The Writer as Shaman, Ruth Schwartz, and Dank Smelly Snippets…

I spoke with a soul doctor today. No, not a priest or minister, although they attend the soul too, but rather a psychotherapist who specifically works with authors and poets.

This psychotherapist is also a writer. She holds an MFA in Creative Writing and a B. A. in Women’s Studies.

Yet what actually drew me to Ruth L. Schwartz was her advertisement on Facebook that stated, The Writer as Shaman.

So much, if not all of my writing is about healing–that of my characters, and mine as a wife, mother, writer, and person.

Writing is about digging–inside the character and personalities of your protagonist, their antagonist, the supporting cast, and alas, me, the writer.

Why am I writing this story?

What does it mean to me?

What grips me about it disabling me to let it go, even though I don’t seem to be progressing?

I’m stuck,” I said to Ruth during our 30 minute session this morning. Regular appointments or sessions with Ruth are 2-3 hours. Prior to that you speak with her detailing the writing challenge on which you desire help.

I’m not a book doctor,” Ruth said.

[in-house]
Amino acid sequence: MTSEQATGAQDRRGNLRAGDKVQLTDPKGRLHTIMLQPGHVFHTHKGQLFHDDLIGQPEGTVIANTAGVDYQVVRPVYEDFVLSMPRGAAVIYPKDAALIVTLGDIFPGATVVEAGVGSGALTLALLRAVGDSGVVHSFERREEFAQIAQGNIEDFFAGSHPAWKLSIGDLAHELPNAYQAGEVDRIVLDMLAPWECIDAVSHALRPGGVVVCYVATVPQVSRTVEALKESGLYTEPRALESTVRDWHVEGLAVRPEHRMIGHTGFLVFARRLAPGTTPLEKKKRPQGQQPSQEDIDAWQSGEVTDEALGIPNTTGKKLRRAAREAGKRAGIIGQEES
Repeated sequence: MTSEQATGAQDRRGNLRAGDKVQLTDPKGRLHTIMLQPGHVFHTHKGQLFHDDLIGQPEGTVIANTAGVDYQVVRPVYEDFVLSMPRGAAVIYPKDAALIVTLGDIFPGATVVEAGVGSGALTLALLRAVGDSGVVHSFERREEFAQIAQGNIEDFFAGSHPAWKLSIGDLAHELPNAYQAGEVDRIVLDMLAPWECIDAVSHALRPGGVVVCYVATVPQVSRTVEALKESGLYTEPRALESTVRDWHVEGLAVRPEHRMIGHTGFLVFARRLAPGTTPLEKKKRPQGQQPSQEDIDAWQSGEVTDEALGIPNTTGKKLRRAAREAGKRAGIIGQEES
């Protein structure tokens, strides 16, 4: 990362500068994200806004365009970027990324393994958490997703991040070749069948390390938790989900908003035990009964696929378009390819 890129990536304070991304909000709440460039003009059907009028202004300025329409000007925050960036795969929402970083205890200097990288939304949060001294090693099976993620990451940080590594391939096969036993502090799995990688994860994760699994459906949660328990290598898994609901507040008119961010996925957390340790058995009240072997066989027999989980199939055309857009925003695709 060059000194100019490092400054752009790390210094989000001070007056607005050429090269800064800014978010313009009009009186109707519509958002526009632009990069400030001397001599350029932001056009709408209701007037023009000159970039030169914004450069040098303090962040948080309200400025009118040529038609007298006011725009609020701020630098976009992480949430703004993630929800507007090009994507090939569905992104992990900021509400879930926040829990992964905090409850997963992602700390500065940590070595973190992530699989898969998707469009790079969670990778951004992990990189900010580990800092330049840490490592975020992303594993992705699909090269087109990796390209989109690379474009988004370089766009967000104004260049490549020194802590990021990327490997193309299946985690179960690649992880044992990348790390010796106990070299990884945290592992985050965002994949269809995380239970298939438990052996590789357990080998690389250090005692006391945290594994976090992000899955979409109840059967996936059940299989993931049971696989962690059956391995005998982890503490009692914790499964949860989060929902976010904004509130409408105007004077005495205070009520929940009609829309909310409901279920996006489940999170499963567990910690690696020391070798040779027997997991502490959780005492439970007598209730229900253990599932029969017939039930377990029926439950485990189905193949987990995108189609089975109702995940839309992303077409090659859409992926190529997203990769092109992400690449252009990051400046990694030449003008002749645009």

That was not what I needed. Her words were refreshing, not simply because she held what I needed, but because what I required signified I that my skills at crafting fiction have improved to a point where they are taking me into the unknown places within my psyche that hold aspects of me of which I have yet become familiar.

To complete this novel on which I have been working since 2001, I must become acquainted with the dark spaces, enter the murky rifts of consciousness and find those lost pieces of rot, reconnect or rather acknowledge those dimensions of self that I despise and that I now realize are treasures.

These jewels that I once perceived as dank, smelly snippets I’d rather ignore if not cut out of my life, are the spaces from which I write.

They are the rooms that hold my pain, that have over the decades guided me without condition, have not forgotten me, though I have done much to wipe memory of their presences from my brain and consciousness.

Detach from the outcome. Focus on putting one word after other on the page,” writes Martha Alderson (on her Twitter page) and then expounds on in her blog post, A Short Cut for Writers on a Spiritual Path.

To do that we must often recall, reclaim and embrace that from which we have detached and abandoned.

This Thursday morning I have my first session with Ruth. I am looking forward to it.

~ by Anjuelle Floyd on May 20, 2010.

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